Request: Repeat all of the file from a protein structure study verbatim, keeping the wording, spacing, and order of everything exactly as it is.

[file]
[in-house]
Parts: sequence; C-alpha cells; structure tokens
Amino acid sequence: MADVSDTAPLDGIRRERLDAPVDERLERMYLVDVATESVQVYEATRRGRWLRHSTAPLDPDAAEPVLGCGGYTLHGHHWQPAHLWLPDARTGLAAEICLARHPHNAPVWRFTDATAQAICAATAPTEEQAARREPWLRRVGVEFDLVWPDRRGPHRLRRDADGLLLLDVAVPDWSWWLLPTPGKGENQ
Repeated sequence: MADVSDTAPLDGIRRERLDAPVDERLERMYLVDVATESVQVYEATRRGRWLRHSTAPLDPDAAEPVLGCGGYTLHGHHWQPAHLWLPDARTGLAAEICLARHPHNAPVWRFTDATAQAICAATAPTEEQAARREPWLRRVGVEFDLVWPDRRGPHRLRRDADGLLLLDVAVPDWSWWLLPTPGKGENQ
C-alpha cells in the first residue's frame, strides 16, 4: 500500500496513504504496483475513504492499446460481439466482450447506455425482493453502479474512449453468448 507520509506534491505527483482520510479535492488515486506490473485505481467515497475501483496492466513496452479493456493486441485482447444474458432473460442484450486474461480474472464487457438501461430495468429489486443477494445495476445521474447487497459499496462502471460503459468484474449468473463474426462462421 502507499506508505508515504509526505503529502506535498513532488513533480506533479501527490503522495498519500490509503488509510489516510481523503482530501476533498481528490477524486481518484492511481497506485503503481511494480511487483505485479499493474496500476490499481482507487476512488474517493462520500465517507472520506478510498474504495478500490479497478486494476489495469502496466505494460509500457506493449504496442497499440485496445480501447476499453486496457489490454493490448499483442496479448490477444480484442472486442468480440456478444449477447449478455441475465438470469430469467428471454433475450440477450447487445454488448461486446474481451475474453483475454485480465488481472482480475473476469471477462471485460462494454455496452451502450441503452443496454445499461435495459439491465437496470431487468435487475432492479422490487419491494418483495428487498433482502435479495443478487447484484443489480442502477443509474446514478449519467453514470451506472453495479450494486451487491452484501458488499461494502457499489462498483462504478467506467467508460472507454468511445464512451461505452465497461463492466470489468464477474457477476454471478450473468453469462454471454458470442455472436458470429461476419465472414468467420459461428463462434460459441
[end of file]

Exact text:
[in-house]
Parts: sequence; C-alpha cells; structure tokens
Amino acid sequence: MADVSDTAPLDGIRRERLDAPVDERLERMYLVDVATESVQVYEATRRGRWLRHSTAPLDPDAAEPVLGCGGYTLHGHHWQPAHLWLPDARTGLAAEICLARHPHNAPVWRFTDATAQAICAATAPTEEQAARREPWLRRVGVEFDLVWPDRRGPHRLRRDADGLLLLDVAVPDWSWWLLPTPGKGENQ
Repeated sequence: MADVSDTAPLDGIRRERLDAPVDERLERMYLVDVATESVQVYEATRRGRWLRHSTAPLDPDAAEPVLGCGGYTLHGHHWQPAHLWLPDARTGLAAEICLARHPHNAPVWRFTDATAQAICAATAPTEEQAARREPWLRRVGVEFDLVWPDRRGPHRLRRDADGLLLLDVAVPDWSWWLLPTPGKGENQ
C-alpha cells in the first residue's frame, strides 16, 4: 500500500496513504504496483475513504492499446460481439466482450447506455425482493453502479474512449453468448 507520509506534491505527483482520510479535492488515486506490473485505481467515497475501483496492466513496452479493456493486441485482447444474458432473460442484450486474461480474472464487457438501461430495468429489486443477494445495476445521474447487497459499496462502471460503459468484474449468473463474426462462421 502507499506508505508515504509526505503529502506535498513532488513533480506533479501527490503522495498519500490509503488509510489516510481523503482530501476533498481528490477524486481518484492511481497506485503503481511494480511487483505485479499493474496500476490499481482507487476512488474517493462520500465517507472520506478510498474504495478500490479497478486494476489495469502496466505494460509500457506493449504496442497499440485496445480501447476499453486496457489490454493490448499483442496479448490477444480484442472486442468480440456478444449477447449478455441475465438470469430469467428471454433475450440477450447487445454488448461486446474481451475474453483475454485480465488481472482480475473476469471477462471485460462494454455496452451502450441503452443496454445499461435495459439491465437496470431487468435487475432492479422490487419491494418483495428487498433482502435479495443478487447484484443489480442502477443509474446514478449519467453514470451506472453495479450494486451487491452484501458488499461494502457499489462498483462504478467506467467508460472507454468511445464512451461505452465497461463492466470489468464477474457477476454471478450473468453469462454471454458470442455472436458470429461476419465472414468467420459461428463462434460459441